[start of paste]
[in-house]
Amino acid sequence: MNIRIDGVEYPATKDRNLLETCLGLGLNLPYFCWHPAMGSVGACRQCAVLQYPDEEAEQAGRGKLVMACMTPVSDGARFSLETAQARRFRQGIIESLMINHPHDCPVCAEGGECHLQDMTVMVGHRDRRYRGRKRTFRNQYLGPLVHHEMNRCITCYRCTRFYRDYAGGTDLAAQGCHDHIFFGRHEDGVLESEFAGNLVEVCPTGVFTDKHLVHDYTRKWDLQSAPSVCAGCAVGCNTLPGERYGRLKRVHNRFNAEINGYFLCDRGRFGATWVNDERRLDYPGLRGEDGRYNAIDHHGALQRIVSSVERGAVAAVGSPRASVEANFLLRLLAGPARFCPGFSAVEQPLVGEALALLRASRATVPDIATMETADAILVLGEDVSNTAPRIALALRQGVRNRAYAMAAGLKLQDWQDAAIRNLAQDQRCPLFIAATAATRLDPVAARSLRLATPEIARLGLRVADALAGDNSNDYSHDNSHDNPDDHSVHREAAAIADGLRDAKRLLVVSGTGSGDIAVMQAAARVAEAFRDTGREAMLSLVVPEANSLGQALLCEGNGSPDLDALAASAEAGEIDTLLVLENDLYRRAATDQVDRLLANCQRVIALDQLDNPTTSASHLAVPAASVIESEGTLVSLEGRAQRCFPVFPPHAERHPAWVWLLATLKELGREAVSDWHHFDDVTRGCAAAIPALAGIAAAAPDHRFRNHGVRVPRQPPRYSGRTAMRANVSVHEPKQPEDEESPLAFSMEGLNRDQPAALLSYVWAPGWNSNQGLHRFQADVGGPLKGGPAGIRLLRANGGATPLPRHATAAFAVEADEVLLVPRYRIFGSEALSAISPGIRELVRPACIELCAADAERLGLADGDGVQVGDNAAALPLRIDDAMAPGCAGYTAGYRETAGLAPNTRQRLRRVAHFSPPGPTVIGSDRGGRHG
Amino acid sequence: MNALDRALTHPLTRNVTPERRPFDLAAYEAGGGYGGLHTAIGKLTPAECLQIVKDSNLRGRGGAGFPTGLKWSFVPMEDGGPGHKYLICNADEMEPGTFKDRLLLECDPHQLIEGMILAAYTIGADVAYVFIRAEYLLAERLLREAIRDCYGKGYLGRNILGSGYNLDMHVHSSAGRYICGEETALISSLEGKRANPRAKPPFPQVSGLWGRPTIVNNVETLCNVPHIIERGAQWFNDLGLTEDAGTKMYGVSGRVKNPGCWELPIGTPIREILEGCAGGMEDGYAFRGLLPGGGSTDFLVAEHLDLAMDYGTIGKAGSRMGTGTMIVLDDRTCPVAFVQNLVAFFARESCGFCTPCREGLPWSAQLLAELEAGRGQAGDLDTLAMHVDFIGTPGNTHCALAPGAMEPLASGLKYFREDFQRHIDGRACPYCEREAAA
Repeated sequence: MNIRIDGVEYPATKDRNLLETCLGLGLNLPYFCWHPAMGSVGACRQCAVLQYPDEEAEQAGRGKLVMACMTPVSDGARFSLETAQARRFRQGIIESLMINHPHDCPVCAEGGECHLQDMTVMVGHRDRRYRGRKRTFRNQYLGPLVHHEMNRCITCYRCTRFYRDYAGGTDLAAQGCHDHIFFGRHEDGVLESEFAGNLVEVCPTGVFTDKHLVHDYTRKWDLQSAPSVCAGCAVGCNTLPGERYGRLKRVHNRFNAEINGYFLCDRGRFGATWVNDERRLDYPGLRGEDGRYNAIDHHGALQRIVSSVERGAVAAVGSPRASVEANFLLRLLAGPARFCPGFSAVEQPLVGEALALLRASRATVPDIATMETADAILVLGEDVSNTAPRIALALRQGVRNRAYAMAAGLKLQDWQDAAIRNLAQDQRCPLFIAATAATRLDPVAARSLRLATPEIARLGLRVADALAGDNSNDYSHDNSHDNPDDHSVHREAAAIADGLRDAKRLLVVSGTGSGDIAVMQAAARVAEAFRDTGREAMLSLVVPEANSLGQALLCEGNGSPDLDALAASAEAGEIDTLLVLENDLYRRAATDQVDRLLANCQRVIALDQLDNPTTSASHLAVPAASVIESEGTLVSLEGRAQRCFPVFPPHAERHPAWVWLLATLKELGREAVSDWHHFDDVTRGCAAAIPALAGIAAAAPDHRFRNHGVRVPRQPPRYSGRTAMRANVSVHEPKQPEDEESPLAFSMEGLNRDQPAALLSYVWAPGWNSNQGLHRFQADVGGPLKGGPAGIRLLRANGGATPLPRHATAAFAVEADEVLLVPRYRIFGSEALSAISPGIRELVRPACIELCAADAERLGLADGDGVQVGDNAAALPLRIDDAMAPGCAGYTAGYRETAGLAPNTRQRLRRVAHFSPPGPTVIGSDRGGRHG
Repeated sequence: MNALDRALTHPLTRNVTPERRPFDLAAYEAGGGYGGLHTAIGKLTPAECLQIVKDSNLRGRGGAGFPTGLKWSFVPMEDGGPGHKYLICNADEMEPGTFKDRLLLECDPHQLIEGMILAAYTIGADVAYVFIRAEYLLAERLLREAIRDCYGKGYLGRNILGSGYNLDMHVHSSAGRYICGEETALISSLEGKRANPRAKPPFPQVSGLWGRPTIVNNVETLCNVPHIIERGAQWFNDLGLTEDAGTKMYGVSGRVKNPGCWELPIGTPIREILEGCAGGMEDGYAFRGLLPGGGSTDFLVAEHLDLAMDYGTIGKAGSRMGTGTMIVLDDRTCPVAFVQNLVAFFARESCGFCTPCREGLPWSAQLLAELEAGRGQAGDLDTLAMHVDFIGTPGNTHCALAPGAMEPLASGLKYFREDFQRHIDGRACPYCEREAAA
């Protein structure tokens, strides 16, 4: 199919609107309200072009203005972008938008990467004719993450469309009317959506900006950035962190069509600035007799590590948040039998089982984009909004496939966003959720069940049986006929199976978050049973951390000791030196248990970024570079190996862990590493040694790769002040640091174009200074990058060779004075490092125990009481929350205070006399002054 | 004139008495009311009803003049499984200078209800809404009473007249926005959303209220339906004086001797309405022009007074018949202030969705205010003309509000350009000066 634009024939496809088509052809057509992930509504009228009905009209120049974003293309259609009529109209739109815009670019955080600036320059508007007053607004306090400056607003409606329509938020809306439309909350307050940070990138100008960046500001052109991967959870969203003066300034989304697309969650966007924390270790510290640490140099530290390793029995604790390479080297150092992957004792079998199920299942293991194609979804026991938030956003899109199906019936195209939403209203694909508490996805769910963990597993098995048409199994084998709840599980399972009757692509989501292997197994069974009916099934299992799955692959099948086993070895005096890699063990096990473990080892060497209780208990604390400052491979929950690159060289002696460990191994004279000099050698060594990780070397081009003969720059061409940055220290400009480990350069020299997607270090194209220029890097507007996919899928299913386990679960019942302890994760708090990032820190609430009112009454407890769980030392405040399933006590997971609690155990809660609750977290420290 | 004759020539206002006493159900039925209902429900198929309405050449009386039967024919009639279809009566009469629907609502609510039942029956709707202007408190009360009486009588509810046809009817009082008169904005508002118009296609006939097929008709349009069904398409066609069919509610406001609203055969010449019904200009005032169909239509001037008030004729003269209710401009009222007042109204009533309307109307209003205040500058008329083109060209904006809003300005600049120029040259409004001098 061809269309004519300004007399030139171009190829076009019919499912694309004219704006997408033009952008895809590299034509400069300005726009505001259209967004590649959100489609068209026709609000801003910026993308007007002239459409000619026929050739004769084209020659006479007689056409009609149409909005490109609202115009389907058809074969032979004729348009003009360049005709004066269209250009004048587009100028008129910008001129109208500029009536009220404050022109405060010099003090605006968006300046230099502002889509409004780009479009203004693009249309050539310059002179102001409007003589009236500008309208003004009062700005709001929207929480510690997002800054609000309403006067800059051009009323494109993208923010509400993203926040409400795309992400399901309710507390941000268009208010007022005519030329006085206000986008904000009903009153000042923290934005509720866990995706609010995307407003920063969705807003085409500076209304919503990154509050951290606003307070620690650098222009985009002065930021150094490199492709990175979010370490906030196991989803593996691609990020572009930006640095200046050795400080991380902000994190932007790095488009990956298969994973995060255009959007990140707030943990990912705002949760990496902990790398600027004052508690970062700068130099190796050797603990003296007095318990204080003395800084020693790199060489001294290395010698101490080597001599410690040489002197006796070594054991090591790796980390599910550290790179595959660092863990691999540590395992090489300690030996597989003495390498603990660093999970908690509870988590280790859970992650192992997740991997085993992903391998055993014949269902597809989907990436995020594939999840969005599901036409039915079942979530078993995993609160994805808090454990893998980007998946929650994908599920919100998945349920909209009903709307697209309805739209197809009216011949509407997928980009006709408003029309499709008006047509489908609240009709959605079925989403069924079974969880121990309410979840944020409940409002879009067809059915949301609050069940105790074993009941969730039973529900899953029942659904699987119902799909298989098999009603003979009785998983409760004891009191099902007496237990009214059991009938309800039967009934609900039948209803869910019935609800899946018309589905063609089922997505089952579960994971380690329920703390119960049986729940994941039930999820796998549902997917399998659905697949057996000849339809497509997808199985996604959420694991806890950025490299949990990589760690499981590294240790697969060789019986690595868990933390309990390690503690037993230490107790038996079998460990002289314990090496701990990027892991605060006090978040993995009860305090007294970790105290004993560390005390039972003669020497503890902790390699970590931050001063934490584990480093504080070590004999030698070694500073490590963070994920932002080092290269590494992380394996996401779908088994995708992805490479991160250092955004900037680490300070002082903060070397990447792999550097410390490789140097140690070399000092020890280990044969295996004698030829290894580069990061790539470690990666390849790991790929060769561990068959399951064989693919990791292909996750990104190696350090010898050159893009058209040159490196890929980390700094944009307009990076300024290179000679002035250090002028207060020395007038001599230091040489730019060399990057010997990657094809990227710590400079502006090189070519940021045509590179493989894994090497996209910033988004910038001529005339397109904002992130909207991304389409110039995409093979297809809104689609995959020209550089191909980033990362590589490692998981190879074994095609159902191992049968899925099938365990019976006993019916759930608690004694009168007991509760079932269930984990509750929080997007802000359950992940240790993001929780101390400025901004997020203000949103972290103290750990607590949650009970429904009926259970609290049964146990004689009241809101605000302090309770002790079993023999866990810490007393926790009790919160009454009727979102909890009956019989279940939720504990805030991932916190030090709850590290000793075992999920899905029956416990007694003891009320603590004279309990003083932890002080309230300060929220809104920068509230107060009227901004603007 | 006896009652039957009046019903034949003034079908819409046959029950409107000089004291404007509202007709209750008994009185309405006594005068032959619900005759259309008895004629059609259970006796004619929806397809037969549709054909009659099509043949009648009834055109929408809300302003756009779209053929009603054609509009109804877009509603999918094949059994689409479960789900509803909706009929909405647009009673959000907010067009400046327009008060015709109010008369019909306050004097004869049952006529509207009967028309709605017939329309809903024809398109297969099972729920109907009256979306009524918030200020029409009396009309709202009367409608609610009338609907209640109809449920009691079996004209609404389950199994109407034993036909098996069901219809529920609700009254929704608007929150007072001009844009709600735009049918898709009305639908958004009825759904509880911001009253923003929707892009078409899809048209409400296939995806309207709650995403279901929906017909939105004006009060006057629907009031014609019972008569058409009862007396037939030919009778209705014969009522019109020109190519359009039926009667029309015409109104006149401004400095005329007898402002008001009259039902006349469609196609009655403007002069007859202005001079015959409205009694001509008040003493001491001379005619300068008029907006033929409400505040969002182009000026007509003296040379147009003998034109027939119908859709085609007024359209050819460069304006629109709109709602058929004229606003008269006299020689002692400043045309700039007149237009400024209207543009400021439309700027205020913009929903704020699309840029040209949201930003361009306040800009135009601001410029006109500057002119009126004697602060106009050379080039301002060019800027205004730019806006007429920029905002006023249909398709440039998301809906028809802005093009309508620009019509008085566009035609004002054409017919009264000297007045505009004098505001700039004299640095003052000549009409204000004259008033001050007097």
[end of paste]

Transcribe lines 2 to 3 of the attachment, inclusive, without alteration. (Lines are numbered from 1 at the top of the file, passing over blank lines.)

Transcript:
Amino acid sequence: MNIRIDGVEYPATKDRNLLETCLGLGLNLPYFCWHPAMGSVGACRQCAVLQYPDEEAEQAGRGKLVMACMTPVSDGARFSLETAQARRFRQGIIESLMINHPHDCPVCAEGGECHLQDMTVMVGHRDRRYRGRKRTFRNQYLGPLVHHEMNRCITCYRCTRFYRDYAGGTDLAAQGCHDHIFFGRHEDGVLESEFAGNLVEVCPTGVFTDKHLVHDYTRKWDLQSAPSVCAGCAVGCNTLPGERYGRLKRVHNRFNAEINGYFLCDRGRFGATWVNDERRLDYPGLRGEDGRYNAIDHHGALQRIVSSVERGAVAAVGSPRASVEANFLLRLLAGPARFCPGFSAVEQPLVGEALALLRASRATVPDIATMETADAILVLGEDVSNTAPRIALALRQGVRNRAYAMAAGLKLQDWQDAAIRNLAQDQRCPLFIAATAATRLDPVAARSLRLATPEIARLGLRVADALAGDNSNDYSHDNSHDNPDDHSVHREAAAIADGLRDAKRLLVVSGTGSGDIAVMQAAARVAEAFRDTGREAMLSLVVPEANSLGQALLCEGNGSPDLDALAASAEAGEIDTLLVLENDLYRRAATDQVDRLLANCQRVIALDQLDNPTTSASHLAVPAASVIESEGTLVSLEGRAQRCFPVFPPHAERHPAWVWLLATLKELGREAVSDWHHFDDVTRGCAAAIPALAGIAAAAPDHRFRNHGVRVPRQPPRYSGRTAMRANVSVHEPKQPEDEESPLAFSMEGLNRDQPAALLSYVWAPGWNSNQGLHRFQADVGGPLKGGPAGIRLLRANGGATPLPRHATAAFAVEADEVLLVPRYRIFGSEALSAISPGIRELVRPACIELCAADAERLGLADGDGVQVGDNAAALPLRIDDAMAPGCAGYTAGYRETAGLAPNTRQRLRRVAHFSPPGPTVIGSDRGGRHG
Amino acid sequence: MNALDRALTHPLTRNVTPERRPFDLAAYEAGGGYGGLHTAIGKLTPAECLQIVKDSNLRGRGGAGFPTGLKWSFVPMEDGGPGHKYLICNADEMEPGTFKDRLLLECDPHQLIEGMILAAYTIGADVAYVFIRAEYLLAERLLREAIRDCYGKGYLGRNILGSGYNLDMHVHSSAGRYICGEETALISSLEGKRANPRAKPPFPQVSGLWGRPTIVNNVETLCNVPHIIERGAQWFNDLGLTEDAGTKMYGVSGRVKNPGCWELPIGTPIREILEGCAGGMEDGYAFRGLLPGGGSTDFLVAEHLDLAMDYGTIGKAGSRMGTGTMIVLDDRTCPVAFVQNLVAFFARESCGFCTPCREGLPWSAQLLAELEAGRGQAGDLDTLAMHVDFIGTPGNTHCALAPGAMEPLASGLKYFREDFQRHIDGRACPYCEREAAA